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Al Qaeda regional units still pose threat: Obama

Al Qaeda regional units still pose threat: Obama

Aug 10, 2013 - 14:54

WASHINGTON: US President Barack Obama said on Friday that Al Qaeda's regional units still posed a threat but the network was weaker overall, saying his country wanted to strengthen individual countries' capacity to target these militants.

“This tightly organised and relatively centralised Al Qaeda that attacked us on 9/11 has been broken apart. And it is very weak and does not have a lot of operational capacity,” Obama said told a press conference at the White House.

However, the president pointed to dangers of Al Qaeda in the Arabian Peninsula, a unit of the extremist group that effectively controls parts of Yemen.

“We still have these regional organisations like AQAP that can pose a threat,” Obama said, adding regional militants could “drive, potentially, a truck bomb into an embassy wall and could kill some people.

” That requires us, then, to make sure that we have a strategy that is strengthening those partners so that they've got their own capacity to deal with what are potentially manageable, regional threats if these countries are a little bit stronger,” he said.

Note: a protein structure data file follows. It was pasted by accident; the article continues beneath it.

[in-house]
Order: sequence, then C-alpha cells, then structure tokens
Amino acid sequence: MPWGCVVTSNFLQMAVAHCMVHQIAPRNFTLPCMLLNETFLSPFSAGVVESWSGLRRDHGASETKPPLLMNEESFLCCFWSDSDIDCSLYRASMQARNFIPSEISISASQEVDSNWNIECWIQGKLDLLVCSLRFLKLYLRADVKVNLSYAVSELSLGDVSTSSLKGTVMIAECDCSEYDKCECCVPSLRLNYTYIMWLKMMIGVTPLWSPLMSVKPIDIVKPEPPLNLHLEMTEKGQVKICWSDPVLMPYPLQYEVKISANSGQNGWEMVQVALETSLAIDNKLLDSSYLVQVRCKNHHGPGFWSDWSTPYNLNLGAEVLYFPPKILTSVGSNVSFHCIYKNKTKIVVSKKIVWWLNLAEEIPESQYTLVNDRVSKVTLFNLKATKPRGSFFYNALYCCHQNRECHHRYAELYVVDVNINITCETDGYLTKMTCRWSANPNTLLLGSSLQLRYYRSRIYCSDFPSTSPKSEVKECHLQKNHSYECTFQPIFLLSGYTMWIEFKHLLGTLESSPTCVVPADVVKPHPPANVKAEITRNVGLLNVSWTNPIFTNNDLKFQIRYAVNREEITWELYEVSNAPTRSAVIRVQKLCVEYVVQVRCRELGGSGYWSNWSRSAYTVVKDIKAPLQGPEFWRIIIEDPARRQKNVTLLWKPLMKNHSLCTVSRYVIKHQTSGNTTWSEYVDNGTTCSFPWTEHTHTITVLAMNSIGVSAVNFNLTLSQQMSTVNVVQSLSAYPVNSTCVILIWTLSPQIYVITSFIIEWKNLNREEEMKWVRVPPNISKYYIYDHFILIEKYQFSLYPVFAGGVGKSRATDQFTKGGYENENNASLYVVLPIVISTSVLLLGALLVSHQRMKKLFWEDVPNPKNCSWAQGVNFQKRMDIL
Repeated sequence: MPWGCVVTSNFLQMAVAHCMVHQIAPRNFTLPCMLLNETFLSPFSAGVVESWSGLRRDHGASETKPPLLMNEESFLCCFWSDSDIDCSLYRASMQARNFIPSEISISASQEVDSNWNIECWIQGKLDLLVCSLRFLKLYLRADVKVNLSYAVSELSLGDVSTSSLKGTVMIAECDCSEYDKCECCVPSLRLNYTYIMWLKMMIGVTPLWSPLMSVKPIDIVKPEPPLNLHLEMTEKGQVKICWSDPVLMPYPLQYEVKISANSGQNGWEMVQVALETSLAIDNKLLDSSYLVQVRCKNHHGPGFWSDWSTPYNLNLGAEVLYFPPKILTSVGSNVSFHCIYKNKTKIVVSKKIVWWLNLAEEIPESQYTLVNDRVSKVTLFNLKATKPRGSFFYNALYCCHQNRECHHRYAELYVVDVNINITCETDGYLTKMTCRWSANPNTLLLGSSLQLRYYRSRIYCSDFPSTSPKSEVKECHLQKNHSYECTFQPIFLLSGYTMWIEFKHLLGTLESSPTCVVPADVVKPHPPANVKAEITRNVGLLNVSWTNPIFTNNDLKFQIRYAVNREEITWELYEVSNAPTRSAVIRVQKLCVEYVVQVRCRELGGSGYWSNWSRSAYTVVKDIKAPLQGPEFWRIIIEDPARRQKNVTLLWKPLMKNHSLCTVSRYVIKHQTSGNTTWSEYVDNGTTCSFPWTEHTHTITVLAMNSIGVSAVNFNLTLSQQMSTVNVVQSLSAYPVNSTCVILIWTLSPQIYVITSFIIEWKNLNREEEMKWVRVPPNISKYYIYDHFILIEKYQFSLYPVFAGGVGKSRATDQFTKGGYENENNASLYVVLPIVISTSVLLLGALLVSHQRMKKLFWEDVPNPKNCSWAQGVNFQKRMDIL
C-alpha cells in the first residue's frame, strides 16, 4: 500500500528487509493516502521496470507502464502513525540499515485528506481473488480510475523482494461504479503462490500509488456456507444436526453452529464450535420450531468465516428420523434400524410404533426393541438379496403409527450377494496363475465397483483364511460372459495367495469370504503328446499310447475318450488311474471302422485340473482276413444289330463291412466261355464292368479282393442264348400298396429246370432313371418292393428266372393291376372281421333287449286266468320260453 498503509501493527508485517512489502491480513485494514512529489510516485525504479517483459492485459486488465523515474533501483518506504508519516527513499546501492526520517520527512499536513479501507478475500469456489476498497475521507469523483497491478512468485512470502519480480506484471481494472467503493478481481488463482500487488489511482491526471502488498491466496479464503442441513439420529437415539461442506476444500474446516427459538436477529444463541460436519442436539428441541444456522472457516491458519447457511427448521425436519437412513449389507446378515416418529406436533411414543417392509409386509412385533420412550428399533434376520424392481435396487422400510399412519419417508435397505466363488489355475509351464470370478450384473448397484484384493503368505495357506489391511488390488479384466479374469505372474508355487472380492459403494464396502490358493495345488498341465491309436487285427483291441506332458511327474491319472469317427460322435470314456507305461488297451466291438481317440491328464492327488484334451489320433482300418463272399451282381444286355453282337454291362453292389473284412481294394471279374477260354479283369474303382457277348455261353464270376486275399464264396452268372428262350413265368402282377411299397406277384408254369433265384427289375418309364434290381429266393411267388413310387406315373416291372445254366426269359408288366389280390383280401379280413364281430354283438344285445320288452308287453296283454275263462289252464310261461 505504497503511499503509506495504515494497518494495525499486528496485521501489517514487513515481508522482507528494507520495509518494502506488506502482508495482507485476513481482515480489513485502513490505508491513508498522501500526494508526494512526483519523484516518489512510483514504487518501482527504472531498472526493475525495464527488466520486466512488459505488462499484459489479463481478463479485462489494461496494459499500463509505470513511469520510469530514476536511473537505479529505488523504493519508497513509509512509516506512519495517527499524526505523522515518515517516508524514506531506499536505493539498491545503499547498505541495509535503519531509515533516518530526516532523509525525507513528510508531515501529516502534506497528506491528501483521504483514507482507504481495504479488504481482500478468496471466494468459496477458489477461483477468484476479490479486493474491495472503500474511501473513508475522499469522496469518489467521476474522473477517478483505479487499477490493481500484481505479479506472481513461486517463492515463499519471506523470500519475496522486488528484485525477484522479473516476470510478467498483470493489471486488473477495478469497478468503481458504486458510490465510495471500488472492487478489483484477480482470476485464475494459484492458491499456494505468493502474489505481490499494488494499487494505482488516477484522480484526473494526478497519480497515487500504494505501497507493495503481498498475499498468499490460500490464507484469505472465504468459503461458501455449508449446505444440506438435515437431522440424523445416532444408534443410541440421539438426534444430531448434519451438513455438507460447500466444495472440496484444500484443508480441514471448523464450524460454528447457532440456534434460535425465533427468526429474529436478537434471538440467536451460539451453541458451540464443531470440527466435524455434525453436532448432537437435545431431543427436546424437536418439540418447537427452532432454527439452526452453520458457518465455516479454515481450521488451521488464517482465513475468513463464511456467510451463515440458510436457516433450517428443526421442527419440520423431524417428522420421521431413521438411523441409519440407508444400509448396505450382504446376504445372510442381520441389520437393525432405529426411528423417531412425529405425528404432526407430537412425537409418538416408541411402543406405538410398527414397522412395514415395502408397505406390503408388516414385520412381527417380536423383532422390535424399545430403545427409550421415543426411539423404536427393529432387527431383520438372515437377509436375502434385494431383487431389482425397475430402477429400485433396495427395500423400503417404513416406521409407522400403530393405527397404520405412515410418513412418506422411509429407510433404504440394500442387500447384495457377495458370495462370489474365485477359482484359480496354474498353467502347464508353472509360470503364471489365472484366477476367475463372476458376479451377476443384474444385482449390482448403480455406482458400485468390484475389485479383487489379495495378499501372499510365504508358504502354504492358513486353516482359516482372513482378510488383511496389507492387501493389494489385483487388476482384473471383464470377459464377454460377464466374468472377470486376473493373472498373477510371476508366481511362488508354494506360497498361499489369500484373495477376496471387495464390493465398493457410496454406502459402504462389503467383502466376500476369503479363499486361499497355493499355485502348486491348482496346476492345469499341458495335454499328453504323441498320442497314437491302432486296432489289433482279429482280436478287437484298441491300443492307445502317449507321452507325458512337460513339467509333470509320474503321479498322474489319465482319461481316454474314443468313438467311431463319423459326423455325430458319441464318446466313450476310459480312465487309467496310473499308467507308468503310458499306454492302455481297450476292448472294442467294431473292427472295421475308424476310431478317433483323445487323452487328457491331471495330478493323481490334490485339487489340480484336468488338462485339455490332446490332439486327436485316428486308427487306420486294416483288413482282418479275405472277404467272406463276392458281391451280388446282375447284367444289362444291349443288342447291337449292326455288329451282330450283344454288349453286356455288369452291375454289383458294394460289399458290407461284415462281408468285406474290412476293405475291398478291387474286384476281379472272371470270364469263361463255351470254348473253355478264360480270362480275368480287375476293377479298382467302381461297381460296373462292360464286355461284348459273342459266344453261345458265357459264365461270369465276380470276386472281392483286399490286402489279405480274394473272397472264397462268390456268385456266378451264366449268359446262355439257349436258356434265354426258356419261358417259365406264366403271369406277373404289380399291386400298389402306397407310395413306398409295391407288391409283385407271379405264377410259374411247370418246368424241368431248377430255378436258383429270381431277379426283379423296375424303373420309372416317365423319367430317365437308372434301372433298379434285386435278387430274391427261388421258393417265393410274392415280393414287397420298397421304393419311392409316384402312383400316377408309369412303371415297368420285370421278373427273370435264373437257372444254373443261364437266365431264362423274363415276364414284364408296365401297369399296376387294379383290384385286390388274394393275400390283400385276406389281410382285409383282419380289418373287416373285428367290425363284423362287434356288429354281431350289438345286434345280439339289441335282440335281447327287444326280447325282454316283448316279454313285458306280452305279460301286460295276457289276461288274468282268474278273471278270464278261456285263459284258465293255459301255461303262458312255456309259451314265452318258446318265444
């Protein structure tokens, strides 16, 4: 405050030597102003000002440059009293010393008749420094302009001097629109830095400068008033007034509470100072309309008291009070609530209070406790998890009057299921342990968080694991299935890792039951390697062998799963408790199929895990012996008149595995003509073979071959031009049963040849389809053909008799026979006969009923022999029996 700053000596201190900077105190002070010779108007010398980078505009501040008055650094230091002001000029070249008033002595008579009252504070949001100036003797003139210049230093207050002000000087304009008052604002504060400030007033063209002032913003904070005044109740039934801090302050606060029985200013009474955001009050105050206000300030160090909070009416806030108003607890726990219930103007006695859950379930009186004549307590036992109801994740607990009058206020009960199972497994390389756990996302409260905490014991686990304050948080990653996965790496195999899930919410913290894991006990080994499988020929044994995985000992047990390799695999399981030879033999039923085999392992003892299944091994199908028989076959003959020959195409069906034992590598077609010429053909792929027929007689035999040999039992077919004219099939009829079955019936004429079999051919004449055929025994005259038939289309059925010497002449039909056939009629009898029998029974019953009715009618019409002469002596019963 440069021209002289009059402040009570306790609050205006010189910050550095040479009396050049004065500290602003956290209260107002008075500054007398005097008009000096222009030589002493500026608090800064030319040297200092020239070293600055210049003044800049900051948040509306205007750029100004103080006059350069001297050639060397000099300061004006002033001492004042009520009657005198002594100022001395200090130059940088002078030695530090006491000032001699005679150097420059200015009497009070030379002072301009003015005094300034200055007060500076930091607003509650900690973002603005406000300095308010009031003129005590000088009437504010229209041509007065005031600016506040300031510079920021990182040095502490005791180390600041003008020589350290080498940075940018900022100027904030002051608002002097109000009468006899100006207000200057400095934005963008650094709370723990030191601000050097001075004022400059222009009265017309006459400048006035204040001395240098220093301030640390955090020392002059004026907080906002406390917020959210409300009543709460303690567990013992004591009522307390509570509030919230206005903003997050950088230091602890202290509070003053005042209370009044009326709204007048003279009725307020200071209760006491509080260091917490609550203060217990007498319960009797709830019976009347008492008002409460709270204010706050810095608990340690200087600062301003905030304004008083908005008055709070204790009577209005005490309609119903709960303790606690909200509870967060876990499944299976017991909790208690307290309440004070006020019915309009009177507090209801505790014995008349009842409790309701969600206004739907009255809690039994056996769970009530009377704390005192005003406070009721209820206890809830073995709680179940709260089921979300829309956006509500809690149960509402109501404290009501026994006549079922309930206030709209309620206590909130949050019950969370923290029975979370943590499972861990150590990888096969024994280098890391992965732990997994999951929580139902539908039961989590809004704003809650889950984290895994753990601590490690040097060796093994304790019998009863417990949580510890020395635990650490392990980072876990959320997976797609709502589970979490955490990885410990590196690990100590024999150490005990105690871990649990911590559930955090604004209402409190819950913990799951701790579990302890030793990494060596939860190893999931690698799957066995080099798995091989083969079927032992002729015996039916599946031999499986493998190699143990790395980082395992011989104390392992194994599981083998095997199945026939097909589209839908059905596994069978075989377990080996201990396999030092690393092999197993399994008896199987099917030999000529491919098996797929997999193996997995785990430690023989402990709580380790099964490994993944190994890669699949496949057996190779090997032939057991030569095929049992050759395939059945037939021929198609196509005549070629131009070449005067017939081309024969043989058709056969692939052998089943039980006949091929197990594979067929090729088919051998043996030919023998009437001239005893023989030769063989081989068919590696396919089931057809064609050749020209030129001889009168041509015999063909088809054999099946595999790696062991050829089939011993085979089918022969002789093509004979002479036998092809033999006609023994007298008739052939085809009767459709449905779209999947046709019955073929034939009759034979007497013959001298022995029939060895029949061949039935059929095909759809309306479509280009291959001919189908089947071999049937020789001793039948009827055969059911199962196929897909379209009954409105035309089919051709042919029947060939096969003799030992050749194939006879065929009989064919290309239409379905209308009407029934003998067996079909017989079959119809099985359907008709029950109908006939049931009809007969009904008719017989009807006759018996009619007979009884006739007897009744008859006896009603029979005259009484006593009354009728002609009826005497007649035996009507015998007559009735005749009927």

The United States last week closed more than 20 embassies or consulates in the Islamic worldinfo-icon in response to what officials described as a specific threat by Al Qaeda.

US authorities have since reopened several embassies but closed others, including in sub-Saharan Africa, and pulled staff from the Pakistani city of Lahore.

The founder of Al Qaeda, Saudi-born Osama bin Laden, was killed in May 2011 in a secret US raid on his home in Pakistaninfo-icon

 “We are not going to completely eliminate terrorism. What we can do is to weaken it and to strengthen our partnerships in such a way that it does not pose the kind of horrible threat that we saw on 9/11,” he said.

“And you know, I'm not going to discuss specific operations that have taken place. In my speech in May, I was very specific about how we make these determinations about potential lethal strikes,” Obama said.



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